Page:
Good housekeeping at the Treasury

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The Independent Online
IN THE Thirties, Stanley Baldwin remarked: 'There are three groups which no British prime minister should provoke: the Vatican, the Treasury and the miners.'

Well, it is hard to see John Major (or indeed Tony Blair) worrying too much about the policies of the Vatican; and the sad saga of the Eighties demonstrated how the power of the miners had faded. But up until yesterday's announcement of substantial cutbacks, the Treasury has, if anything, seemed more secure than when Baldwin was Prime Minister.

Now, however, the Treasury is doing something altogether more radical. In cutting itself back - it is shedding about a quarter of its staff - it is not just admitting that its role needs to change. This most important government department of all is tacitly confirming that the whole place of government in society is changing.

Any government intent on controlling public spending has to have a strong finance ministry, hence the great reluctance of governments to chip away at the Treasury, even when it is giving them trouble. So it has been left to the Treasury to chip away at itself. It is in good company: just about every large organisation in the country, from multinationals to clearing banks to local authorities, is seeking ways of slimming down. But as with all corporate restructurings, there are two questions that have to be answered.

One is: can we do this more efficiently? The other: do we need to do it at all?

In the first case, simple procedural changes can often make the organisation more efficient. Typically, by taking out layers of management tasks get done more quickly. The classic example is memo- writing: do papers for ministers really need to be rewritten three or four times, thereby reducing the job satisfaction of the person who drafted the original version?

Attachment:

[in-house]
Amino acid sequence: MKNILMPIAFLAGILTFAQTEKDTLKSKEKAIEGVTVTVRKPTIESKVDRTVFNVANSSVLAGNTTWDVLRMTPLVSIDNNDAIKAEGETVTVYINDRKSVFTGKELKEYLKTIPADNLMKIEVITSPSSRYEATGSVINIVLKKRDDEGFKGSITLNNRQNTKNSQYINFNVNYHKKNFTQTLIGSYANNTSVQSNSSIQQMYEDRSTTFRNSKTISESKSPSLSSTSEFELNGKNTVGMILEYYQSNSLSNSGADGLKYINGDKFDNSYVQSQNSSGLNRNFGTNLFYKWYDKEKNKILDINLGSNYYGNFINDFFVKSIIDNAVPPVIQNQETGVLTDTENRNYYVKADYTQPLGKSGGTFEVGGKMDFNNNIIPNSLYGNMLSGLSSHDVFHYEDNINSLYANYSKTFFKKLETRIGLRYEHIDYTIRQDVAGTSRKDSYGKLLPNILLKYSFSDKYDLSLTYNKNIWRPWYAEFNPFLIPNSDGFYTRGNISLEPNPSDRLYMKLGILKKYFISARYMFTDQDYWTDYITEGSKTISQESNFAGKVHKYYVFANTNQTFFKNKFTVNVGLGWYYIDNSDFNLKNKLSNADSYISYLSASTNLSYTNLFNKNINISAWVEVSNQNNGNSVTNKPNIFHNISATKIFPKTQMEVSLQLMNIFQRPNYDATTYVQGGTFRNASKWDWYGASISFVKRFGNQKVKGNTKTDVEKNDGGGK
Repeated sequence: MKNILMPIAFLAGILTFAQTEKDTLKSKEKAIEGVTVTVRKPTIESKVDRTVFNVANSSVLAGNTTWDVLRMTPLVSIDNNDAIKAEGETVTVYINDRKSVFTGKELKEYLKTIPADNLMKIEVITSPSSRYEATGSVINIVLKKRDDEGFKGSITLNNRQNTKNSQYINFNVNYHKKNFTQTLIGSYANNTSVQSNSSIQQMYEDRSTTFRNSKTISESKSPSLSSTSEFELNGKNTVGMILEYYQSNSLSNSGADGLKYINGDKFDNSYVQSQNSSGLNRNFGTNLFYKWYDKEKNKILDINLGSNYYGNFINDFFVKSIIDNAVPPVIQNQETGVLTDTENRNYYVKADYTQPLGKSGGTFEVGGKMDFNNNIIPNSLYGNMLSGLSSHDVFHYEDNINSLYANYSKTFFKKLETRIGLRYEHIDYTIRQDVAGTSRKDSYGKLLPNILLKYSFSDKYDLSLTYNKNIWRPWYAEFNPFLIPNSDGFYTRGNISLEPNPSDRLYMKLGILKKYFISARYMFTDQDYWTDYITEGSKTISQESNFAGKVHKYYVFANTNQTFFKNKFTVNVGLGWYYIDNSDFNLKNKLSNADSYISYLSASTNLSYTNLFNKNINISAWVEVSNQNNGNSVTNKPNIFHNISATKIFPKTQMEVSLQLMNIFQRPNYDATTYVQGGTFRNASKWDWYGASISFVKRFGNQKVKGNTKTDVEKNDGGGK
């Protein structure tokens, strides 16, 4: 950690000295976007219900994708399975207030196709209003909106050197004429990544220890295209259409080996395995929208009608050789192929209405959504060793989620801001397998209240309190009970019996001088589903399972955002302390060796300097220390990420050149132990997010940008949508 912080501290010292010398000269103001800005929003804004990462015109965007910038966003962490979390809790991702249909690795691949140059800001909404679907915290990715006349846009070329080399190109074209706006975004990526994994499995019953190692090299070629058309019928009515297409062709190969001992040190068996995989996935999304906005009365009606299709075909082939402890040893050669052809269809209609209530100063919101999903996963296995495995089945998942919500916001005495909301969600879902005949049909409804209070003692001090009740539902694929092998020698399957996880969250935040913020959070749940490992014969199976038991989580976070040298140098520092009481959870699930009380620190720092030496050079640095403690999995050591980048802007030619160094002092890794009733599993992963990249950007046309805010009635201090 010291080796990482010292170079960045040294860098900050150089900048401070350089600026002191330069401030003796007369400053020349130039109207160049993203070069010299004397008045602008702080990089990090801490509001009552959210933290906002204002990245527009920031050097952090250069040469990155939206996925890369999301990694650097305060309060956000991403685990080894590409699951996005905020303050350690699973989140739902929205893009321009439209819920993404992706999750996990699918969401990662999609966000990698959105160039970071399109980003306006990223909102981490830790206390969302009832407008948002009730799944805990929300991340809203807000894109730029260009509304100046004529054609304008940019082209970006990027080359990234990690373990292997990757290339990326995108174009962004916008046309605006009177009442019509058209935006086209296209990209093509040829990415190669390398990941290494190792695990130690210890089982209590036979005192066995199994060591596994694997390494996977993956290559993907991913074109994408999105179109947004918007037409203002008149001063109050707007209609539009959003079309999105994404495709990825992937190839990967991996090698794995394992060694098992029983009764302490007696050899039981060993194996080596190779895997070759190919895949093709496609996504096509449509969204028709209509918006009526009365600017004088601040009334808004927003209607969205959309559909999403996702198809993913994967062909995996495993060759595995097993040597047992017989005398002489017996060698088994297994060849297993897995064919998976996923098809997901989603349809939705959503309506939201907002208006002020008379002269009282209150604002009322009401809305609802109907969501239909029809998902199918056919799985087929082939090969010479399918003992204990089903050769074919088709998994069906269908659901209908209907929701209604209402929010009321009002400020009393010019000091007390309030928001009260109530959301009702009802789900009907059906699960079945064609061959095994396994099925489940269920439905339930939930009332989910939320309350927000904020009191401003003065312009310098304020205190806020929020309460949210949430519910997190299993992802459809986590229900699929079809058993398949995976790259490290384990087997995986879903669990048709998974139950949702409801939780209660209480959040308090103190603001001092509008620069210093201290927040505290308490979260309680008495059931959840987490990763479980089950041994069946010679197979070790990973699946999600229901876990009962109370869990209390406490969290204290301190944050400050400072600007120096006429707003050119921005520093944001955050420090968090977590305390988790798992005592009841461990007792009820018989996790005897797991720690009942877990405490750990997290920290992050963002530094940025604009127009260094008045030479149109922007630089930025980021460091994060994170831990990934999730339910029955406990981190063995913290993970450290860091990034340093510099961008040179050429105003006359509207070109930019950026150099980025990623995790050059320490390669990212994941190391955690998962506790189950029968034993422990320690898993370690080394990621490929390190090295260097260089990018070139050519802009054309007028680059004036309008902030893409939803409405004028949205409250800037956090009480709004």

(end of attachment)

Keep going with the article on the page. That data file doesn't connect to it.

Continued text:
Of course not - but this is precisely what does happen. True, the Treasury is better than most government departments on this score - for it is a relatively open culture where everyone is allowed to talk to everyone else, rather than having to send papers through intermediate managers - but people within it will readily admit that there is vast room for improvement.

The second question is more important, for it has a bearing on one of the great seminal issues of how developed countries should organise themselves: to what extent should governments withdraw from many of the tasks they took on over the past 100 years?

In deciding whether it should do things at all, the Treasury has gone for what arguably is the least radical option. It is keeping all its macroeconomic functions: it will still have ultimate control over other departments' spending; it will still run fiscal policy; it will still, in theory, have primary responsibility for monetary policy, despite the shift of power both to the financial markets and to the Bank of England; it will still worry about City regulation; it will still run economic forecasting (one function that many believe should be hived off).

What goes is the section that oversees Civil Service pay (that responsibility is being pushed out to the various departments, who will have more freedom in what they 5pay, provided they hit overall spending targets), and some of the detailed controls on how other departments spend money in a more general way.